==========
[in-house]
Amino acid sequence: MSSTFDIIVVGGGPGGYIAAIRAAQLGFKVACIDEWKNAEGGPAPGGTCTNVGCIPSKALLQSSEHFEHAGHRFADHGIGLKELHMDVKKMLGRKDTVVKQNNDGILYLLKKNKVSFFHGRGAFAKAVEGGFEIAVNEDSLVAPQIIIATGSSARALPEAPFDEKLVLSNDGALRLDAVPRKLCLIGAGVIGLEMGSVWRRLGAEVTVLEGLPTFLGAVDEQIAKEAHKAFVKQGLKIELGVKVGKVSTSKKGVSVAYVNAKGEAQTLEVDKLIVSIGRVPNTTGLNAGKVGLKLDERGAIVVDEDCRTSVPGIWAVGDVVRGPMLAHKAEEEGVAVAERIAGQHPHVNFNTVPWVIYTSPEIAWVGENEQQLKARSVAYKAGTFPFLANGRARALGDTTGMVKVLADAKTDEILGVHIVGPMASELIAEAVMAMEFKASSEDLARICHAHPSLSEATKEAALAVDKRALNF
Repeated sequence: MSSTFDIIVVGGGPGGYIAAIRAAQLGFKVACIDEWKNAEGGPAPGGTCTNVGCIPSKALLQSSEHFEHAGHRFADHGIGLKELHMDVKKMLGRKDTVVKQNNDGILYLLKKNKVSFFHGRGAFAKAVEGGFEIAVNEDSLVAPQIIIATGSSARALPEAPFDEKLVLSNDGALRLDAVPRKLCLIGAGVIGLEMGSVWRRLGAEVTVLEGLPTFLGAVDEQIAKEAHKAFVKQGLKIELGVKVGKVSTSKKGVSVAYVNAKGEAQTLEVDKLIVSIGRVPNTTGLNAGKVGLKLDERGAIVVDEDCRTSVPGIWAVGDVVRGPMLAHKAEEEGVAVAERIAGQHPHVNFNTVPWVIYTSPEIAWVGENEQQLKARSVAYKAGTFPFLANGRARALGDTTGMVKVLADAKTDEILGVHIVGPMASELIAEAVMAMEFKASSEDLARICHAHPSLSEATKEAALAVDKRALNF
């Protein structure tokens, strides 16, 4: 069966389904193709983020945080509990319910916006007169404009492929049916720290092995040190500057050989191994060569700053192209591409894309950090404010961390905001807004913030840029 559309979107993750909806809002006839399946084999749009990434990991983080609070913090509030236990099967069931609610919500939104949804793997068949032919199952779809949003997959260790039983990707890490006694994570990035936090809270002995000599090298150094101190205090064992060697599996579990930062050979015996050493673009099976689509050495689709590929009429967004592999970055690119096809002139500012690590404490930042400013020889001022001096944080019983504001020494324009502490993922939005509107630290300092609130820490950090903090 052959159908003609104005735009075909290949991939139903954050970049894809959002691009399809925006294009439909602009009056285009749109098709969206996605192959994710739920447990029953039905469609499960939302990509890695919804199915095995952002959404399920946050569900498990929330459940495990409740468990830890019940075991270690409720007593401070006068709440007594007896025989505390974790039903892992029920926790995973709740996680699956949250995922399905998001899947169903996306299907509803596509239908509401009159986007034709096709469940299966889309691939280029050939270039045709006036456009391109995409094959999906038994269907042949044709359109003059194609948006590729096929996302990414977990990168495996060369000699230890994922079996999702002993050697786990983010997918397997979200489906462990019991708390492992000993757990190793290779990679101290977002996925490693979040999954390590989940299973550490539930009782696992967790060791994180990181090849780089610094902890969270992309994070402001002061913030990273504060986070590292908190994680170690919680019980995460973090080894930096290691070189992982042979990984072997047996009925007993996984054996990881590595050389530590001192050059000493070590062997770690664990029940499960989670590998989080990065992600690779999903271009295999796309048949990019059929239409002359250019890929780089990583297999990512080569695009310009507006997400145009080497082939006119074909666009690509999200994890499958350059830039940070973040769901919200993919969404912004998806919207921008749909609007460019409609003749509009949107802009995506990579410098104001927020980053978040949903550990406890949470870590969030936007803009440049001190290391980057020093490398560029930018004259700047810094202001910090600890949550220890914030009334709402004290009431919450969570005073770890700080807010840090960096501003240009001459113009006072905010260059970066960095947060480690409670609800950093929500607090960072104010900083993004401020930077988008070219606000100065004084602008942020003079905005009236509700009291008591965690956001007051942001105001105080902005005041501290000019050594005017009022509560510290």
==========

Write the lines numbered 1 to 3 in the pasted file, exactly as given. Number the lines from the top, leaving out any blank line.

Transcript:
[in-house]
Amino acid sequence: MSSTFDIIVVGGGPGGYIAAIRAAQLGFKVACIDEWKNAEGGPAPGGTCTNVGCIPSKALLQSSEHFEHAGHRFADHGIGLKELHMDVKKMLGRKDTVVKQNNDGILYLLKKNKVSFFHGRGAFAKAVEGGFEIAVNEDSLVAPQIIIATGSSARALPEAPFDEKLVLSNDGALRLDAVPRKLCLIGAGVIGLEMGSVWRRLGAEVTVLEGLPTFLGAVDEQIAKEAHKAFVKQGLKIELGVKVGKVSTSKKGVSVAYVNAKGEAQTLEVDKLIVSIGRVPNTTGLNAGKVGLKLDERGAIVVDEDCRTSVPGIWAVGDVVRGPMLAHKAEEEGVAVAERIAGQHPHVNFNTVPWVIYTSPEIAWVGENEQQLKARSVAYKAGTFPFLANGRARALGDTTGMVKVLADAKTDEILGVHIVGPMASELIAEAVMAMEFKASSEDLARICHAHPSLSEATKEAALAVDKRALNF
Repeated sequence: MSSTFDIIVVGGGPGGYIAAIRAAQLGFKVACIDEWKNAEGGPAPGGTCTNVGCIPSKALLQSSEHFEHAGHRFADHGIGLKELHMDVKKMLGRKDTVVKQNNDGILYLLKKNKVSFFHGRGAFAKAVEGGFEIAVNEDSLVAPQIIIATGSSARALPEAPFDEKLVLSNDGALRLDAVPRKLCLIGAGVIGLEMGSVWRRLGAEVTVLEGLPTFLGAVDEQIAKEAHKAFVKQGLKIELGVKVGKVSTSKKGVSVAYVNAKGEAQTLEVDKLIVSIGRVPNTTGLNAGKVGLKLDERGAIVVDEDCRTSVPGIWAVGDVVRGPMLAHKAEEEGVAVAERIAGQHPHVNFNTVPWVIYTSPEIAWVGENEQQLKARSVAYKAGTFPFLANGRARALGDTTGMVKVLADAKTDEILGVHIVGPMASELIAEAVMAMEFKASSEDLARICHAHPSLSEATKEAALAVDKRALNF